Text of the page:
That explains why Mamata Banerjee, as well as her nephew Abhishek Banerjee, will campaign intensively in Congress strongholds like Malda and Murshidabad and in CPI(M) strongholds in some South Bengal districts.
The Trinamool chief has told leaders of her party to devote the next ten days to campaign intensively for the party. MPs and MLAs have been asked to be present in their respective constituencies and campaign for even gram panchayat candidate in seats where the party is not in a strong position.
A panel of senior party leaders headed by Urban Development Minister and close Mamata aide, Firhad Hakim, has been tasked with taking care of the logistical requirements and sorting out inner-party squabbles and dissidence.
“We have been told that the goal is win more seats in gram panchayats and panchayat samitis than we won last time (2018) and form the boards in all zilla parishads. We have been explicitly asked to leave no stone unturned to ensure the victory of our candidates,” said Trinamool Congress MLA S K Panja.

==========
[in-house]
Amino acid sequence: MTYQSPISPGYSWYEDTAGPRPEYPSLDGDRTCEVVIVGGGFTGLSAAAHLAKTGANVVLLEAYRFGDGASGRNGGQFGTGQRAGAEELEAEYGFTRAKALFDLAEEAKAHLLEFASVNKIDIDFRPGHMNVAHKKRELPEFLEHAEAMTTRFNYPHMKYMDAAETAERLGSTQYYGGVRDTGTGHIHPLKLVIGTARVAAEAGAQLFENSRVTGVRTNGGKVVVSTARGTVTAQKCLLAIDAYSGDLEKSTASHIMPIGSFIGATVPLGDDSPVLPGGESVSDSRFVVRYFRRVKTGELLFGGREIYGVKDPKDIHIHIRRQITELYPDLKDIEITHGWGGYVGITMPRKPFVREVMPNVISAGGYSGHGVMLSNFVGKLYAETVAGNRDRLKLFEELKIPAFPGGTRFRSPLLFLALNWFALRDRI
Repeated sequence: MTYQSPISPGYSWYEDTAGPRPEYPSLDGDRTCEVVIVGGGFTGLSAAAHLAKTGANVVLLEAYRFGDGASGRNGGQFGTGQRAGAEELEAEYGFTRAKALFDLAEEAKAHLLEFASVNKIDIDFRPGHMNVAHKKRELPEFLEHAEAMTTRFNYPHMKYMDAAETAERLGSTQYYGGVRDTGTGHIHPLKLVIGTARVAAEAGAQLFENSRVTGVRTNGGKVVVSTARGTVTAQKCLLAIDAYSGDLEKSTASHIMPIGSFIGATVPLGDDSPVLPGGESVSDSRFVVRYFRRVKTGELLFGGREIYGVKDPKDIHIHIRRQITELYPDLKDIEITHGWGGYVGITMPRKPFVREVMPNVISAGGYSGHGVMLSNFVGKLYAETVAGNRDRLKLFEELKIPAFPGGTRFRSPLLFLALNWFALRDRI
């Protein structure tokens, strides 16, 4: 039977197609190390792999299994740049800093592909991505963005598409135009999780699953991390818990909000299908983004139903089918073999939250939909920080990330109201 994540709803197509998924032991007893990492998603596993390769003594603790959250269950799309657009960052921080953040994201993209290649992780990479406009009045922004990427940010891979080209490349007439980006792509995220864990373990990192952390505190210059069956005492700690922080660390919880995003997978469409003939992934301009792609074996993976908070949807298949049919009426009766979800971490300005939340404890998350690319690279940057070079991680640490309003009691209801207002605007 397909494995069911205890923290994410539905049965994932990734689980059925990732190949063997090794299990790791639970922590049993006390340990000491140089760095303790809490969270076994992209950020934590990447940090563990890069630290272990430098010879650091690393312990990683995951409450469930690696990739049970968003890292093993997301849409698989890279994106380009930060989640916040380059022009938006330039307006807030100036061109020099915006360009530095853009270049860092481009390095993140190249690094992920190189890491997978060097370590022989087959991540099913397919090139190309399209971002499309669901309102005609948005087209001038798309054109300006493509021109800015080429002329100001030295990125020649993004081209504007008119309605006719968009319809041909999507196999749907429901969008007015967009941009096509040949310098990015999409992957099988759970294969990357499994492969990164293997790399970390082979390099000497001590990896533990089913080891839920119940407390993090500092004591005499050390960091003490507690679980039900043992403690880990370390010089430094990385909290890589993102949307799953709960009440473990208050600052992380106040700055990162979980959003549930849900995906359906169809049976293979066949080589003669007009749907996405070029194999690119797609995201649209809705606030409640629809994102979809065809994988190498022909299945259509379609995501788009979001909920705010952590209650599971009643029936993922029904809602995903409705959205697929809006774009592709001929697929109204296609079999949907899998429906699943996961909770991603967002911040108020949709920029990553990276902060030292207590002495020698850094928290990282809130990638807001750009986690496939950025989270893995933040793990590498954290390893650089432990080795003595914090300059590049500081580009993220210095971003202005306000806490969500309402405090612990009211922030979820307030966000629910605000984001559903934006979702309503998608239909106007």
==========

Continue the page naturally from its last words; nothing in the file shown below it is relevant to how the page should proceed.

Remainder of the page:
A cabinet minister who is a close aide of Mamata Banerjee confided to Swarajya that the party chief wants to go to Shimla after a massive win in the rural body polls.
“A spectacular win will boost her image in the Opposition camp and will make her a strong claimant for leadership of the anti-BJP front,” the minister, who did not want to be identified, told Swarajya.
But an equally important factor, he added, is that a sweep of the 8 July elections to the rural bodies will make Trinamool’s claims to put up its own candidates as the joint Opposition (or ‘consensus’) candidates in 38 to 40 Lok Sabha seats in Bengal, in an unassailable position.